Thursday, April 30, 2015

Martin Luther King - I Have A Dream Speech - August 28, 1963

March on Washington Notes (5 Ws)

What?
Mass protest to raise awareness of issues and put pressure on Washington to do something significant about civil and economic rights for African Americans.

Earlier attempts to plan a similar march never materialized.

At that time it was the largest demonstration for human rights in the history of our nation.

The event was a huge success. No major disturbances. Received immense media attention.

March is credited for helping pass the Civil Rights Act of 1964.

Why?
Protest Washington's failure to adequately deal with the "race problem"

Promote Passage of Kennedy's Civil Rights Bill

When?
August 28, 1963
100 years after the signing of the Emancipation Proclamation

Who?
Main organizers: A. Philip Randolph and Bayard Rustin

Daisy Bates only woman who spoke; spoke only briefly in a tribute to women fighters for freedom.

Randolph gave the opening remarks.


"The Big 6" CORE, SNCC, SCLC, NAACP, National Urban League,

Organizers planned 10 speakers, King being the highlight and entertainment.

SNCC Rep. John Lewis was asked to soften his attack on the government. At first, refused. Later agreed after speaking with A. Philip Randolph.

King's speech focused on hope, determination, racial harmony, unity. Talked about the African American in the past, present, and future.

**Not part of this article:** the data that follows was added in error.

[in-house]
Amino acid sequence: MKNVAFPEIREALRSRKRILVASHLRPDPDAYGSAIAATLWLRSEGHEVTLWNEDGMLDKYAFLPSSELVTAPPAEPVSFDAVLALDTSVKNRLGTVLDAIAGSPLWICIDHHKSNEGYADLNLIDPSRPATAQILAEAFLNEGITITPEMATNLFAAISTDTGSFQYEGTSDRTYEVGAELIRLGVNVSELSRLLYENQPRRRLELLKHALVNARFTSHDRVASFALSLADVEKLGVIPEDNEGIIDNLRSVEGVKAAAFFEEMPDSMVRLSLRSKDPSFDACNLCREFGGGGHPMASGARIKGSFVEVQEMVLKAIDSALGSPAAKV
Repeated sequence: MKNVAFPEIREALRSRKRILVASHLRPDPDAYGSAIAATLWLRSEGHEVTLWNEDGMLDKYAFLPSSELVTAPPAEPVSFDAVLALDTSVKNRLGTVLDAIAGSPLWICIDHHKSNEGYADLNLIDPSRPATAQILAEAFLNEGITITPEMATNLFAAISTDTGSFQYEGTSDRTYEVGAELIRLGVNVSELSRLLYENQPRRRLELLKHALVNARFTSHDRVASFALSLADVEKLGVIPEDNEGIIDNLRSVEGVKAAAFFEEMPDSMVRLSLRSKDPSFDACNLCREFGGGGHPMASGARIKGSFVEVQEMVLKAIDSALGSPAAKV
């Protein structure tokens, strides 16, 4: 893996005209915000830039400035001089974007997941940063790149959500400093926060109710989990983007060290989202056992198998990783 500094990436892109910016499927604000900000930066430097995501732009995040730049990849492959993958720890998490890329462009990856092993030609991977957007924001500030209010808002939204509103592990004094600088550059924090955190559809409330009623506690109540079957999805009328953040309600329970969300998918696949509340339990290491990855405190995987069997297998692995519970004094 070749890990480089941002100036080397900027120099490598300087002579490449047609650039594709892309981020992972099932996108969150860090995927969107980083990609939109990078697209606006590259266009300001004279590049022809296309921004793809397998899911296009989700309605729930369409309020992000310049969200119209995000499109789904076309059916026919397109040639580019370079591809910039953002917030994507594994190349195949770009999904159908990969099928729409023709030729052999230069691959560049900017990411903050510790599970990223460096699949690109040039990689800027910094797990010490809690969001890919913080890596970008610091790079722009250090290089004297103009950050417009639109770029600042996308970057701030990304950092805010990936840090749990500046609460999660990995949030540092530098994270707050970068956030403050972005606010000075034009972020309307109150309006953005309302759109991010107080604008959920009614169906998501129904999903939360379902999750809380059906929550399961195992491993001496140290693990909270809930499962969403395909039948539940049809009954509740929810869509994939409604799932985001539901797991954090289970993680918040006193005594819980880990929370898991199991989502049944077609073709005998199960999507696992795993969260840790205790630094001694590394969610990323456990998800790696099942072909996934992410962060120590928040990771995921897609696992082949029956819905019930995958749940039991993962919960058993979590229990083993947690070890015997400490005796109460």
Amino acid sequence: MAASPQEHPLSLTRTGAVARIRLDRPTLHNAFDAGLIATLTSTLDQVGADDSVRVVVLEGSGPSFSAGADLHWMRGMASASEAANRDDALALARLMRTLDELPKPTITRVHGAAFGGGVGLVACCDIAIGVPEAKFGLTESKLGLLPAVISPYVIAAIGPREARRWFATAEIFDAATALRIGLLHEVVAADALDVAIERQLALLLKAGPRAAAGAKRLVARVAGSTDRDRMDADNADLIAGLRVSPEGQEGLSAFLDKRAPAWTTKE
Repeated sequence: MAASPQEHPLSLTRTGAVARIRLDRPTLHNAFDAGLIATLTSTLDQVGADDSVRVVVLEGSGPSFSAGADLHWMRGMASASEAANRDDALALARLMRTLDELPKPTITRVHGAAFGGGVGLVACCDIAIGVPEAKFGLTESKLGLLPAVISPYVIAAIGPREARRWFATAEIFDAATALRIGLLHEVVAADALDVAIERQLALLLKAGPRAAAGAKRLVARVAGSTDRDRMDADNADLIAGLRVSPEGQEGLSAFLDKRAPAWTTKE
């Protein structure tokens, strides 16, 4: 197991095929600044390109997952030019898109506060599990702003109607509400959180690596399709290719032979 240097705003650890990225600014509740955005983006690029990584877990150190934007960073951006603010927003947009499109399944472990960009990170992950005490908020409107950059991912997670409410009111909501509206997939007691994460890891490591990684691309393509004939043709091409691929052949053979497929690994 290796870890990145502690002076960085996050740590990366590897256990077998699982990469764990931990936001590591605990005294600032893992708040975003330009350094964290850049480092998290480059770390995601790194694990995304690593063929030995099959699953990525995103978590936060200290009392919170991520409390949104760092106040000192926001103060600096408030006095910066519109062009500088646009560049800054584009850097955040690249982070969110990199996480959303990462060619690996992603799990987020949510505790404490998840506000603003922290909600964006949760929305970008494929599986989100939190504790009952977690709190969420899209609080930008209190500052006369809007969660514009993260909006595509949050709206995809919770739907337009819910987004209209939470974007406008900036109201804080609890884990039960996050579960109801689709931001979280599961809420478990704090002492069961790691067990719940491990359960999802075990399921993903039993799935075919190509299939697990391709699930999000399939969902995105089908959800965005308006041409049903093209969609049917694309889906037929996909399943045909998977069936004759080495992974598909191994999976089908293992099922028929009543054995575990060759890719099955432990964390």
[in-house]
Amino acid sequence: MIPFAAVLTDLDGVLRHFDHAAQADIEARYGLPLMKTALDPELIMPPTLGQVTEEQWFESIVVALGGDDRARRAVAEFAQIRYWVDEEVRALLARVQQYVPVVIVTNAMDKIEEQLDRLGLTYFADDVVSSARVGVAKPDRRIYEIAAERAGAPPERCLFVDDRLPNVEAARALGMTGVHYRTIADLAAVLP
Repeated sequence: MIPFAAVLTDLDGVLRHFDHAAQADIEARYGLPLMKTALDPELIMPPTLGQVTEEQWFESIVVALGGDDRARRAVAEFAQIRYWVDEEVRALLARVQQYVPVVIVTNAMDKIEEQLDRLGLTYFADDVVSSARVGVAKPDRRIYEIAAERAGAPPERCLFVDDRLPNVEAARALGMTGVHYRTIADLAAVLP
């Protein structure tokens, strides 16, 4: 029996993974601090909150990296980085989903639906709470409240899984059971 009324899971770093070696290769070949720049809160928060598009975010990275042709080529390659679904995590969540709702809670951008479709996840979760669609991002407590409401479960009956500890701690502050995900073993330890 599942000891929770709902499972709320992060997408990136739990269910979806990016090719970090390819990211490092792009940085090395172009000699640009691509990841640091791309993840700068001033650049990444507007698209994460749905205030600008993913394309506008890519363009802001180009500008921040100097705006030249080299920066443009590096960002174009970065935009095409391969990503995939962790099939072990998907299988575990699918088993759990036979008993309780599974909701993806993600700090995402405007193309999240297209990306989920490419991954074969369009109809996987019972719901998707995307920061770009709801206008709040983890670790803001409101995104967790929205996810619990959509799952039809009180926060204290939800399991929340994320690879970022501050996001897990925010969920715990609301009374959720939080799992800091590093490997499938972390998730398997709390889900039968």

250,000 people gathered

Freedom buses (more than 2,000) and freedom trains (more than 30) brought in people from around the country.

Thousands of police and National Guardsmen, security present.

The March not accepted by all, for example condemned by Malcolm X who called it the "Farce on Washington"

Where:
Lincoln Memorial, Washington D.C.

Take the quiz "The Year 1963"
http://www.pbs.org/black-culture/connect/quizzes/1963-civil-rights-movement-events/

Take the quiz "March on Washington"
http://www.pbs.org/black-culture/connect/quizzes/march-on-washington-quiz-questions-and-answers/


Thursday, April 23, 2015

Income Inequality

Listen:
http://www.wpr.org/shows/overcoming-income-inequality

Social Studies 400 Assignment- St. Norbert/WPR Poll

What do you think is the most important problem facing Wisconsin?
-Budget
-Crime/Drugs
-Education
-Economy/Jobs
-Environment
-Gay Marriage
-Health Care
-Income Inequality
-Racism
-Unions (Breakup of the unions or unions are the problem)
-Voter Fraud
-Walker
-Welfare Fraud

Generally speaking, would you say things in Wisconsin are going in the right direction or wrong direction?

How well is Governor Walker is doing at his job?
Do you strongly approve?
Approve?
Disapprove?
Strongly disapprove?
Not sure?

Compare your answers to others who participated in the poll:
http://www.snc.edu/sri/docs/2015/201504frequencies.pdf

Highlights:
http://www.wpr.org/wpr-st-norbert-college-wisconsin-survey-2014-highlights

Listen:
http://www.wpr.org/shows/wisconsin-survey-biggest-problem-facing-wisconsin

Wednesday, April 22, 2015

Cambodian Genocide Notes

In Cambodia, a genocide was carried out by the Khmer Rouge regime led by Pol Pot between 1975 and 1979.